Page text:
15 Comments Criminal law, traffic matters, DUI, assault, theft, fraud
I agree with scaredshizless, upon what basis do you think a trial is less likely to occur?
Generally, when police wish to "tie up a few loose ends", it means that they are trying to achieve an air tight case for trial so that as much reasonable doubt is removed as possible.
Also, I get the impression that yum-mum-03 does not wish to to give evidence against the ex and this could be for a number of reasons. For example, they don't want their ex-partner charged or convicted because they still love them, like them, still have feelings for them or whatever.
Yes your right. How about this; what is yum-mum-03's motivation?
a) for the ex to be not convictecd or
b) to not have any involvement in court or have to see him again
What im saying is that she may not have an issue with him being convicted, provided that she doesnt have to give evidence in court. If she gives no statement, she would be summonsed to give evidence for sure. Yes?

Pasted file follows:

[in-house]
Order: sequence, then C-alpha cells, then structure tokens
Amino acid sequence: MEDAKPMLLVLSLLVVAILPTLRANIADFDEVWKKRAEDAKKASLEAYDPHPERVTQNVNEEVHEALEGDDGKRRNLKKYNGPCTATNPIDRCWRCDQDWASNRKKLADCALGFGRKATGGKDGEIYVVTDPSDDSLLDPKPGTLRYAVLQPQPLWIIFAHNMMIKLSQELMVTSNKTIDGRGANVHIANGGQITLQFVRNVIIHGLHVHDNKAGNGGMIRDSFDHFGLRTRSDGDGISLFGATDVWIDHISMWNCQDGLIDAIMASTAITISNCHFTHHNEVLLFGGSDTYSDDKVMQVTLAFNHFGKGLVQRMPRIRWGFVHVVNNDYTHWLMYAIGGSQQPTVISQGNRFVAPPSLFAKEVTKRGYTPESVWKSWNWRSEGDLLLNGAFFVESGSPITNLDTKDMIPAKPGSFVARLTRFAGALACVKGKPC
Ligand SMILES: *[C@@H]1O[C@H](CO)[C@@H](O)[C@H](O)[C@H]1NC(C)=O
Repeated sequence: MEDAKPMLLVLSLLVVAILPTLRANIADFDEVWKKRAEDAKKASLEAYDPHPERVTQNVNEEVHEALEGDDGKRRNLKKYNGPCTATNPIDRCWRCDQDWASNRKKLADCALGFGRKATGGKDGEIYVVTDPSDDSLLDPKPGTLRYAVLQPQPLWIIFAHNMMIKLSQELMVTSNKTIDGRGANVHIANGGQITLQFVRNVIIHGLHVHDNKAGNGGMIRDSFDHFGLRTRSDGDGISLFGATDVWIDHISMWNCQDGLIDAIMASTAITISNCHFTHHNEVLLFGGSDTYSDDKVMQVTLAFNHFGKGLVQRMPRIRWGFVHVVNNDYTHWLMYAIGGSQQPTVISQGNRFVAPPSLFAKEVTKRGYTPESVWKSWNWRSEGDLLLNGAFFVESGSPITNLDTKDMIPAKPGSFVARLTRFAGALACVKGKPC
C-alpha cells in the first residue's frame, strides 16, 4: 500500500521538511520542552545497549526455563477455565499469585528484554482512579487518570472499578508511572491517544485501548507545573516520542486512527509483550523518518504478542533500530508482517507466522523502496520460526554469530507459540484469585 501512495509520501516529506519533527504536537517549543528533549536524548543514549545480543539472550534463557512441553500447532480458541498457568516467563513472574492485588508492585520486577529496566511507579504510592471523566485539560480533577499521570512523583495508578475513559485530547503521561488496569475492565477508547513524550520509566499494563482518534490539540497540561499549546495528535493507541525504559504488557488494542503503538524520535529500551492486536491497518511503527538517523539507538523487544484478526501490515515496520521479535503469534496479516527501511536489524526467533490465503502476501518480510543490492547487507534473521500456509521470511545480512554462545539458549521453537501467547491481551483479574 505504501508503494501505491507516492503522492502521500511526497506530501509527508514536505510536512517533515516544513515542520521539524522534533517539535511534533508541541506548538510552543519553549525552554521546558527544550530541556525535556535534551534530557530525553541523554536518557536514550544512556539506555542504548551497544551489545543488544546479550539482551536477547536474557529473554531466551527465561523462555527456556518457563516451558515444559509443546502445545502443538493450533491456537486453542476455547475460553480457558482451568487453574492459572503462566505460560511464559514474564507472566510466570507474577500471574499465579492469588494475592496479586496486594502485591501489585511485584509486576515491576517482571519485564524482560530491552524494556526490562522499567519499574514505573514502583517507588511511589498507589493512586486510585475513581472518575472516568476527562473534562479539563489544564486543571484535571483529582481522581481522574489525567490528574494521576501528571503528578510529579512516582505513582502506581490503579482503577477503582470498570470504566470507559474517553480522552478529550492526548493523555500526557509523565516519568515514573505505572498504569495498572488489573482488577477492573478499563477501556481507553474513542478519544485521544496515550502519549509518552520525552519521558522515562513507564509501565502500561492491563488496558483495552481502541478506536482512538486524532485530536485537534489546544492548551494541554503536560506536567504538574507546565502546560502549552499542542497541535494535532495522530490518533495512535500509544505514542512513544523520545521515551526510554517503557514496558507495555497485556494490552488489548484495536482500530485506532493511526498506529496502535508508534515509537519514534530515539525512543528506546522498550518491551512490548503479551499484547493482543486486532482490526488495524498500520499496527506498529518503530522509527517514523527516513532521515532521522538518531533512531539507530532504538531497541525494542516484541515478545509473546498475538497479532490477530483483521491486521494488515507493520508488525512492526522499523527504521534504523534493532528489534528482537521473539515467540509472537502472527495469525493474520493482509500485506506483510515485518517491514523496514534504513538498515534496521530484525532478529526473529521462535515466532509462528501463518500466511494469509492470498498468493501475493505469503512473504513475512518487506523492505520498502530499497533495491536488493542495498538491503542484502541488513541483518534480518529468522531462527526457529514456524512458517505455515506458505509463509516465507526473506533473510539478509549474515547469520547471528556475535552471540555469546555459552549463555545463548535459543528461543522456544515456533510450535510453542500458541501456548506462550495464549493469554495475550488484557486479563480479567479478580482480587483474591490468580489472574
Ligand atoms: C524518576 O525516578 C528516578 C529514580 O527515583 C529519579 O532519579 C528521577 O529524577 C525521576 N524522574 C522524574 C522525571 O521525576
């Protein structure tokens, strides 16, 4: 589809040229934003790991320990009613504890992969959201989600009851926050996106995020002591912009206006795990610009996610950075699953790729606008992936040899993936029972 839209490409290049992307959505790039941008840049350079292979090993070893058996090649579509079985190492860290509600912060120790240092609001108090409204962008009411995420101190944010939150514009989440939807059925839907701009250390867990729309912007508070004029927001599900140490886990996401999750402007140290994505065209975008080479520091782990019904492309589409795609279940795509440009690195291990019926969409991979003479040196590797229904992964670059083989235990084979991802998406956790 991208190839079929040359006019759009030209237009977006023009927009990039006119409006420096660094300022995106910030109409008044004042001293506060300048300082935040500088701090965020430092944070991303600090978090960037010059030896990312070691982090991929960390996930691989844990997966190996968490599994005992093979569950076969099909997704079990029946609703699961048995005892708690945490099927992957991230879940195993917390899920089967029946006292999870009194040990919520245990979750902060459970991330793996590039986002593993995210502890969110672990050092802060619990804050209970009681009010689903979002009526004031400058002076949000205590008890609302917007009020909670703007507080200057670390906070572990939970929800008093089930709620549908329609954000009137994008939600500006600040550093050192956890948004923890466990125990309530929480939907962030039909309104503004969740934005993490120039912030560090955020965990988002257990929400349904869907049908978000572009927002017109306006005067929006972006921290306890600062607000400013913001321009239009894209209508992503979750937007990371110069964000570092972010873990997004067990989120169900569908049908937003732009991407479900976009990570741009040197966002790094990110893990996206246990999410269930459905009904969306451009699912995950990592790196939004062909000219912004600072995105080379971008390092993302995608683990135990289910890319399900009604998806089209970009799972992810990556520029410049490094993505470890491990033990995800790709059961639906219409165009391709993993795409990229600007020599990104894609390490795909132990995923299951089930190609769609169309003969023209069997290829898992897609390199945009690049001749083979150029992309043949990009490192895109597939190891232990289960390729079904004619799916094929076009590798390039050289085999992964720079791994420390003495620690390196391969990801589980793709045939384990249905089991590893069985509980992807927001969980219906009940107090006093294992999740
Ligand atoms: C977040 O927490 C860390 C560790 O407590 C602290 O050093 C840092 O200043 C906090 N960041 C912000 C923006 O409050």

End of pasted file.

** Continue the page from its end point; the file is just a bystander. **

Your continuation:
You're right sillysilly, that's my mistake. As far as your comments are concerned shoeverine, I think you and I are making too many assumptions regarding yum-mum-03's motives.
Nevertheless, it is very rare that the prosecution will call a witness that has not previously made a written statement. And they will never call a witness that has neither made a statement nor been interviewed.
Yes he or she could be subpoenaed but the likelihood is virtually nil.
[QUOTE=NotGuilty] Nevertheless, it is very rare that the prosecution will call a witness that has not previously made a written statement. And they will never call a witness that has neither made a statement nor been interviewed.
Yes he or she could be subpoenaed but the likelihood is virtually nil.[/QUOTE]
Can you talk more about this? My understanding was that in cases of domestic violence, Police will often summons aggrieved persons who have since expressed a desire to have charges dropped.
I agree with sillysilly, TechSpec. At least for the uniform evidence act jurisdictions, namely, the CTH, NSW, ACT, Tas, NI and Vic (soon), a spouse, de facto, parent or child of an accused has a right to object to being compelled to give evidence for the prosecution. Note however, it is only a right to object, not a right not to give evidence. Whether one must give evidence after an objection is made is for the judge to determine against the criteria in the Act.